I remember something Gail Barker, our first secretary at Harvest USA, said to me one day more than two decades ago. Gail was telling me that while she was growing up in the 1940’s, life was difficult, and everyone just accepted the idea of struggle as a part of life. She went on to say that was why people enjoyed times of respite from struggle. There was an awareness that life was not easy, and therefore one came to appreciate the times when life was not so hard. But those moments were brief, which made them so much more valuable. This is especially important for those who desire to come out of a homosexual life to realize.
God calls us all to obedience to his will, to what he knows is best for his creation, and that entails turning away from those things which seem to offer life, but in reality lead to the death of the soul. Those who have embraced homosexuality have opened a Pandora’s Box and have found false comfort and counterfeit life in a mistaken attempt to make sense of a broken and fallen world. That’s true for anything anyone embraces outside of God’s design, not just for this issue. Sometimes, then, God’s call to all of us to live a life of holiness (that is, a life live according to God’s call, separated and apart from the innumerable ways the world encourages us to live) seems not worth the price to pay. Like I mentioned in point number one, that price is nothing less than a “death;” the death that comes from leaving behind those things that once gripped your heart and felt good and affirming.
There is suffering involved in self-denial. The book of Hebrews reminds us that it is costly to walk in self-denial in order to live fully engaged in a life with God. In Hebrews 11:24-26, we read, “Moses refused to be called the son of Pharaoh’s daughter; choosing rather to be mistreated with the people of God than to enjoy the fleeting pleasures of sin. He considered the reproach of Christ greater wealth than the treasures of Egypt, for he was looking to the reward.” To deny oneself immediate pleasure and gratification is only possible when you look ahead to a greater future, one that is only realized by immersing oneself in God and in the people of God.
Of course, to speak of a road of self-denial and suffering seems like an unattractive option to most people. That is understandable, as many who come to Harvest USA say that they can’t imagine a future life without sexual involvement with a person of the same-sex. Yet it will be the path, at least most strongly in the beginning, for those journeying out of a homosexual life.
But there is an answer here. Unless that person comes to see Jesus as the one who takes center stage in his or her heart, displacing all others and the idols that draw us away from following him, then there will be an overwhelming and unending ache over what has been left behind and what is being denied. Seeking to end that ache makes going back into sin that much easier and attractive. Jesus has to be seen as more attractive, worth much more than the denial of the flesh. Self-denial is not displaced by nothing; it is replaced, slowly, over time, by a growing relationship with Jesus, and it is in that relationship that the grace and power to live a whole new life comes. It is a life that has its own joys and pleasures, made all the richer in the knowledge that such a life pleases the One who redeemed you by his death for you. We have learned at Harvest USA that unless people grasp that there is a greater reward that comes with obedience, then they don’t make it.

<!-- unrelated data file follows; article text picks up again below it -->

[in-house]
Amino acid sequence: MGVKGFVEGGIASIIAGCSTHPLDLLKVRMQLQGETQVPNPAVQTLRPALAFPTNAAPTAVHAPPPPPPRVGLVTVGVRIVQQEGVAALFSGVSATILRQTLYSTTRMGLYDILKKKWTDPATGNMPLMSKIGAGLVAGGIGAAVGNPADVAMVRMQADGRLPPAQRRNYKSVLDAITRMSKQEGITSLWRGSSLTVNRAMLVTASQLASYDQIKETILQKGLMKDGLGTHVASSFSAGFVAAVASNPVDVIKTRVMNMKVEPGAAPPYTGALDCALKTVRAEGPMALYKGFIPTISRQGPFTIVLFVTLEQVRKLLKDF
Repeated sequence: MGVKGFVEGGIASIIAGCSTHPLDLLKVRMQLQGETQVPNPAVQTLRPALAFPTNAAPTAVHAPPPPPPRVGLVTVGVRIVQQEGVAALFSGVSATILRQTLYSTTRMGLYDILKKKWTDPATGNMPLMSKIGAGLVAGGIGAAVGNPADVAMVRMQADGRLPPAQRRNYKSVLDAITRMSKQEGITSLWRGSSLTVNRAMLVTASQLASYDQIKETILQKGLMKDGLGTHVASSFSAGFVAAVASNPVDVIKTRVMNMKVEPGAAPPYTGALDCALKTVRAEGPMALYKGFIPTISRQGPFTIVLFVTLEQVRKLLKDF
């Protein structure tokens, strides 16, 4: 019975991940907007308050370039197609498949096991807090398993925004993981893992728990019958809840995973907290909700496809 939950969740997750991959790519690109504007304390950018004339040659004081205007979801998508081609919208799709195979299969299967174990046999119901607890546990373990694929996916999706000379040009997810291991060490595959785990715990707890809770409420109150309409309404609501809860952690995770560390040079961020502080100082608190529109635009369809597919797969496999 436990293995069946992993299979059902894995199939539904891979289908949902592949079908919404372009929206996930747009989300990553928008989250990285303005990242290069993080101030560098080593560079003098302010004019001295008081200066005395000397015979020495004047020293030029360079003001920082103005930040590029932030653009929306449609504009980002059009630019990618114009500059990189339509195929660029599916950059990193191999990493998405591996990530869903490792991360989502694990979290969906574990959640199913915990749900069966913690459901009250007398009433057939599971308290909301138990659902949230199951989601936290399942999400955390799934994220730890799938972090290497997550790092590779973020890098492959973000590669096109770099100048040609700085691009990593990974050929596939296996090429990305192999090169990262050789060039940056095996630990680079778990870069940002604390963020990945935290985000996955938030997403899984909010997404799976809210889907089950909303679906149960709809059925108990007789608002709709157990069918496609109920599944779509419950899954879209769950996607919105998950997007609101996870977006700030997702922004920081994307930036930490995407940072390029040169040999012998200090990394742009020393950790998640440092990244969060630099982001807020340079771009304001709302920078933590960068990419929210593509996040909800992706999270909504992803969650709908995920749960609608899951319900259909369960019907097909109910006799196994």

3. A failure to develop a prayer and devotional life
By developing a prayer and devotional life, I’m not talking about the kind of desperate praying that one does by begging God, “Please change me!” I understand why some pray such prayers and are exhausted by the years of such praying. Many of the people who come to Harvest USA have already been here for far too long. Their early connections with or interest in the gospel really had to do with finding relief from an intolerable situation. Once someone really comes to God on his terms, this kind of immature prayer fades away. After all, it is a prayer that is wholly focused on self, wishing (demanding?) that God alter his life by divine fiat so that no further effort or struggle need occur. It’s an understandable prayer, and we feel for those whose cries speak it.
Replacing this kind of prayer must be the kind of prayer life that realizes that it’s only in communion with God where I can come to my senses about my heart, my struggles, and the world around me. This is the kind of prayer life that doesn’t look to God to make me feel better about my struggles but has, as its focus, a growing desire to know the living Lord in the depths of the chaos and unbelief that swirl though my soul.
Psalm 88 is a classic study of a heart given to prayer even where there seems to be no resolution to the struggle. This is not a feel-good psalm! It is one of the few psalms where the psalmist doesn’t experience any obvious joyful breakthroughs. In fact, it’s filled with unbelievable sarcasm. The end of the psalm is as distressing as the beginning. That is, until you look carefully at some of the words.
The one common refrain throughout the psalm is, “I cried out to you.” It’s repeated three times. This is a key to understanding the psalm and the one who wrote it. The suffering psalmist realizes that coming before the Lord is the important thing—not necessarily to gain relief, but to know that the God of the universe is aware of his suffering. Upon closer observation, one realizes that the process of this prayer offers resolution.